3.3.1. Stereological estimates of UFG microstructure characteristics

At each examined specimen there were made three mutually perpendicular planar metallographic sections denoted as XY, XZ (longitudinal sections) and YZ (transverse section), where X, Y and Z are the axes of the Cartesian coordinate system with X along the last pressing direction and Z perpendicular to the bottom of the channel. The technique of automated EBSD in the scanning electron microscope was used for quantitative metallography. Four ranges of the boundary misorientation ∆ were selected; 2° ≤ ∆, 5° ≤ ∆, 10° ≤ ∆ and 15° ≤ ∆. Then standard intercept counting [45] resulting in the mean number NL of profile chords per unit length of the examined test lines was carried out. In each specimen, six systematically selected directions of the test lines in each section were examined. The mean boundary areas unit volume were then estimated by the stereological relation SV = [2NL]. Another important feature of the grain boundary structure is its inhomogeneity. The dispersion of grain profile areas can be qualified by the coefficient of variation CVa of the grain profile areas in a plane CVa = Vx¯ , where V is grain profile areas variation and x¯ is the mean value of the grain profile area [22,47,48]. The coefficient of variation CVa of the profile areas is perhaps the best stereometric characteristic to evaluate homogeneity of microstructure and nowadays it is relatively easily attainable by a computer image analysis [49].

3.3.2. Inhomogeneity of UFG microstructure

There are numerous reports of the processing of various pure metals and metallic alloys by ECAP and many of these reports involve a detailed characterization of the microstructure. These results are summarized in recent reviews [3,4]. However, information seldom is reported on the percentage of high angle grain boundaries (HAGB´s), an important parameter in the comparison of plasticity of different processing routes and materials [50]. It can be expected that samples with different distributions of misorientation across the grain boundaries will deform differently. Further, to provide information on the optimum microstructure of UFG materials we need to use an additional quantitative microstructural parameter other than just the average grain size critical for the creep behaviour and properties [51]. Such parameter could be a coefficient of profile CVa as a measure of homogeneity of materials microstructure [48].

Hence, the grain and subgrain structure of the creep specimens was revealed by means of EBSD and characterized by the coefficient of variation CVa of the profile areas. Four ranges of the boundary misorientation ∆ between adjacent pixels were selected for examination using EBSD, which correspond namely to subboundaries, transitive and high angle grain boundaries within 2° ≤ ∆ and 5° ≤ ∆, transitive and high angle grain boundaries for 10° ≤ ∆, and mostly grains with HAGB´s for ∆ ≥ 15°. Selected examples of images of XZ sections produced by EBSD of an Al-0.2wt.%Sc are shown in Figure 17.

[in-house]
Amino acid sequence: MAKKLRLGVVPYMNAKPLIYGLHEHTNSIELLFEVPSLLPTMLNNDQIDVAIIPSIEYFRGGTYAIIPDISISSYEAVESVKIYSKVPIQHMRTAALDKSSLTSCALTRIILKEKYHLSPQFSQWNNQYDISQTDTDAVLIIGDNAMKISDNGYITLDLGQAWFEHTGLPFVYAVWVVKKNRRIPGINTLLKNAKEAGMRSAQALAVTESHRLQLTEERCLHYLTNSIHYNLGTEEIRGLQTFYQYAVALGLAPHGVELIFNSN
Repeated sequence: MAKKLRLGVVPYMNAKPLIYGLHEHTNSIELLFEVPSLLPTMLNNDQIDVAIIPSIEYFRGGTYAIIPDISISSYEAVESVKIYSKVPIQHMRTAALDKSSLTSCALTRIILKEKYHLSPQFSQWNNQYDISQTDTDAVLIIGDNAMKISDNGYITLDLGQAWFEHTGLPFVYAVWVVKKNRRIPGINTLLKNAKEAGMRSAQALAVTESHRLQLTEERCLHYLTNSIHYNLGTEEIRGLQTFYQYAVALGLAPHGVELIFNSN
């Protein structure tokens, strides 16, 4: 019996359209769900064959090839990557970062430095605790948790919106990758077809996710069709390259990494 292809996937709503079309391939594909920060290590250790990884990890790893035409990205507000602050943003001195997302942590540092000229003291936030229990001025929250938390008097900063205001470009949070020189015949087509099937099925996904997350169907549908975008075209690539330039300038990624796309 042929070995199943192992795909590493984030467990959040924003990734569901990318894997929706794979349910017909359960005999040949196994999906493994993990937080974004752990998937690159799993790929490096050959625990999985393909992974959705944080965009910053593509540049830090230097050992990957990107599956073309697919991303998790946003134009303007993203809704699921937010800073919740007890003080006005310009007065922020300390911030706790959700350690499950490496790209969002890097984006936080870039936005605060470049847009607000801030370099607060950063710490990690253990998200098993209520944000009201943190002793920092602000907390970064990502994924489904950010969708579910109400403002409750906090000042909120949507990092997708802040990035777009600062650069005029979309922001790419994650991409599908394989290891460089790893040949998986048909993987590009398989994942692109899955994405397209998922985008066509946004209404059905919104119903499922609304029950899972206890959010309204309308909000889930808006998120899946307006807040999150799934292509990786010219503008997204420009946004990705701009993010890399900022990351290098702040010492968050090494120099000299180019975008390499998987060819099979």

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Figure 17.

Selected examples of EBSD grain maps of an Al-0.2wt.%Sc alloys after ECAP constructed for different grain misorientations: (a) subboundaries ∆ ≥ 2°, (b) transitive subboundaries and high angle boundaries ∆ ≥ 10°, and, (c) high-angle grain boundaries ∆ ≥ 15°.

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Figure 18.

The fraction of high-angle grain boundaries in the crept samples as a function of the number of ECAP passes.

It was generally observed that with the increasing number of ECAP passes N, a considerable amount of subgrain boundaries was gradually transformed to HAGB´s as shown in Figure 18. At the same time, the local homogeneity of structure as characterized by the values of CVa with the increasing number N is gradually improved as demonstrates by Figure 19. Figure 19 also shows the microscopic appearance of the specimens of an Al-0.2wt.%Sc alloy crept under the same loading conditions (473 K, 20 MPa) but processed by different numbers of ECAP passes N. The values of CVa as high as 10 at N = 2, 1 ≤ CVa< 2 at N = 4, and 0.55 ≤ CVa ≤ 1 at N = 8 were found. Extremely high value CVa at N = 2 demonstrates very high inhomogeneity of a mixture of subgrain and grain structures. The value of CVa in very homogeneous grain systems should not exceed the value of 1 [23]. It should be noted that extremely high values of the coefficient of variation CVa is a natural consequence of the short as well as long-range inhomogeneity of microstructure.

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Figure 19.

Grain maps of an Al-0.2wt.%Sc alloy processed by different number N of ECAP passes and crept at 473 K and 20 MPa, and corresponding parameter CVa: (a) 2 passes, CVa>> 2, (b) 4 passes, CVa< 2 and, (c) 8 passes, 0.55 ≤ CVa< 1.